Alzheimer's disease is the most common form of dementia, affecting over 35 million people worldwide. It is generally assumed that the clumping of beta-amyloid (Aβ) protein causes neuronal loss in patients. Medication focuses on reducing Aβ42, one of the most common proteins and the most harmful. University of Twente PhD student Annelies Vandersteen is refining the current approach. She explains: "The results of my research provide a broader understanding of the processes that lead to Alzheimer's disease and in this way may help to bring about new medication".
The Aβ protein occurs in the body in various lengths, ranging from 33 to 49 amino acids. The shorter varieties are regarded as 'safe', unlike the longer ones - Aβ42 and longer - which are highly aggregating. Current therapeutic strategy tries to reduce the clumping of Aβ42, and its harmful effects, by limiting the release of Aβ42. Reducing Aβ42 production at the same time results in a rise in Aβ38 levels. Vandersteen comments: "One of the findings of my research is that small amounts of Aβ38 can in fact increase or temper the clumping and toxic effects of longer Aβ proteins. The processes that result in Alzheimer's disease are determined by the whole spectrum of Aβ proteins. So the picture is far less black and white than has been assumed so far, and less common forms of Aβ are far less harmless than we thought."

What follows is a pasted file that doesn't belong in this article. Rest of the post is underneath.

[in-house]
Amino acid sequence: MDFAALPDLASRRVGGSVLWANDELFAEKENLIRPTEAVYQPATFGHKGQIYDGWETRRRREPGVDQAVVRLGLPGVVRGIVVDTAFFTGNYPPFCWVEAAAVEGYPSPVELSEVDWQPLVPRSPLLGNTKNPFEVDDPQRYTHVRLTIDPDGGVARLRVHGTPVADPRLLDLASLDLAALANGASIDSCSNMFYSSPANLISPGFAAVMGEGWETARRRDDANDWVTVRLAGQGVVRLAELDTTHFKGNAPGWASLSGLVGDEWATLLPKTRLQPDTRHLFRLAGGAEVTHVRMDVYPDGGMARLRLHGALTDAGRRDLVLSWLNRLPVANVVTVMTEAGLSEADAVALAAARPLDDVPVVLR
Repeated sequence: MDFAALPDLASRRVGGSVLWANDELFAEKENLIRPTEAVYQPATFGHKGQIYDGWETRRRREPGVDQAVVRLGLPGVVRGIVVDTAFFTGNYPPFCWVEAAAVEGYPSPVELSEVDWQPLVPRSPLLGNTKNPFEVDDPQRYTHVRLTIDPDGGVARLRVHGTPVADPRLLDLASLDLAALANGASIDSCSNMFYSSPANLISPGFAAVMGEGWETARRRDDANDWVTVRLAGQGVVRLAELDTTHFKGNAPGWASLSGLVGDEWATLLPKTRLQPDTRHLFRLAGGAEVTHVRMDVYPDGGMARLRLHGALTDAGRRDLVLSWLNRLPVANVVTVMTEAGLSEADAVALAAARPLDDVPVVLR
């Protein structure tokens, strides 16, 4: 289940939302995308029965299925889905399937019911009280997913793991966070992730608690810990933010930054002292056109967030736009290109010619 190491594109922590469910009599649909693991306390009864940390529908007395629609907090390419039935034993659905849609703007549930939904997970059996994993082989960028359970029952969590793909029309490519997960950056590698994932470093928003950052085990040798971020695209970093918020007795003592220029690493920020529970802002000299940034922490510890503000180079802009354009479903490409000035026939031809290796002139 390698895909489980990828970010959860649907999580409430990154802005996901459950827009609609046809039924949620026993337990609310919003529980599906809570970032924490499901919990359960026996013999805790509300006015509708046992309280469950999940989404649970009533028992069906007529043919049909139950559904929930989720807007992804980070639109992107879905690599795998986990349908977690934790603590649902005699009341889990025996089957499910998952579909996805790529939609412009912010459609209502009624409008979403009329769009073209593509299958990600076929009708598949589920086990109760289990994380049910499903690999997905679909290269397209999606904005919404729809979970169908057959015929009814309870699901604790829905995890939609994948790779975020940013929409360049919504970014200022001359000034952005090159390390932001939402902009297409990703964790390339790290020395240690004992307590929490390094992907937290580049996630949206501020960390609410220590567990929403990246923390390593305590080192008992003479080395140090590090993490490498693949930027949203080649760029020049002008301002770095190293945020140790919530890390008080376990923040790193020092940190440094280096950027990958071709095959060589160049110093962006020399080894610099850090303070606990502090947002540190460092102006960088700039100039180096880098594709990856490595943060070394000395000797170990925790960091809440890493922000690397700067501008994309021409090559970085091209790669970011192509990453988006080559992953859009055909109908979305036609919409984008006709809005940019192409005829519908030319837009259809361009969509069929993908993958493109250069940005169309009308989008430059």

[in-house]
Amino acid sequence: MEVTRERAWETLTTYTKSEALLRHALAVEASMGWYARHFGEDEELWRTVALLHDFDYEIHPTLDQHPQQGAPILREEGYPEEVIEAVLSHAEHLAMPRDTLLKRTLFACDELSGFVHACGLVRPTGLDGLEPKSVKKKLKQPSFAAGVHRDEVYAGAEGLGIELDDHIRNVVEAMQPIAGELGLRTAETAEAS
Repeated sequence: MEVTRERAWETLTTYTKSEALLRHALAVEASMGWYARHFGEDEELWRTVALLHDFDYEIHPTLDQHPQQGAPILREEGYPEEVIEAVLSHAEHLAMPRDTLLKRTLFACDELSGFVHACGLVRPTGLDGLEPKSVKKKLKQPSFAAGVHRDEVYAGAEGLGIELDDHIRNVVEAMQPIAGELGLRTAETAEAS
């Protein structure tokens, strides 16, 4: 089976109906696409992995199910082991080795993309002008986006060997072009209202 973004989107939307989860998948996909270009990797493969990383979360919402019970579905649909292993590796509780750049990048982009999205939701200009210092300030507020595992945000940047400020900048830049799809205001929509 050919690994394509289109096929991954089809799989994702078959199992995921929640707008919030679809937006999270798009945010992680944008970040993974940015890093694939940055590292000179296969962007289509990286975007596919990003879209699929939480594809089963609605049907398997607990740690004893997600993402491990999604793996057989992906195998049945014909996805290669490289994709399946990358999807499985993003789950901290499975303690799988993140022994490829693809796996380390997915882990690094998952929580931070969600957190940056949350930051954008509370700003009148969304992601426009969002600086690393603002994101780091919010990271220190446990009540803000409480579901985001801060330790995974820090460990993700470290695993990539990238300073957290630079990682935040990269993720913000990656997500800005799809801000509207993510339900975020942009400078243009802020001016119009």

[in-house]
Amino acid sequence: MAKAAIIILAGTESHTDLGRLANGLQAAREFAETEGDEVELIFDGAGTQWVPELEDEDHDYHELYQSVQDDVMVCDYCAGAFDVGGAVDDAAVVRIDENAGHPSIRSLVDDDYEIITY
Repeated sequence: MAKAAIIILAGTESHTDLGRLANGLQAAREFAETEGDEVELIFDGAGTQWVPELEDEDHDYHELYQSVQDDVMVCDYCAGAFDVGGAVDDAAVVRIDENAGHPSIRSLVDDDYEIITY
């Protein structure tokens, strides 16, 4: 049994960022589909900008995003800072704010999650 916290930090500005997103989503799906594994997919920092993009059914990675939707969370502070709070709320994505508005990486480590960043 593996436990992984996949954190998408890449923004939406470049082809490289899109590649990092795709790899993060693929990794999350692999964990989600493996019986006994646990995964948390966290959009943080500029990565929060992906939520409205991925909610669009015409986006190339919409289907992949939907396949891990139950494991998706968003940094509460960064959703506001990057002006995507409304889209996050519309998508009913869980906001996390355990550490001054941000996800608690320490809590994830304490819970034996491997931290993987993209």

Vandersteen examined the protein mixtures in a laboratory situation. She devised a series of experiments based on a computer-calculated hypothesis. The behaviour of the various Aβ proteins and mixtures was studied in detail and described using various biophysical techniques. The influence of the various Aβ proteins and mixtures on neurons was then studied in a cell culture.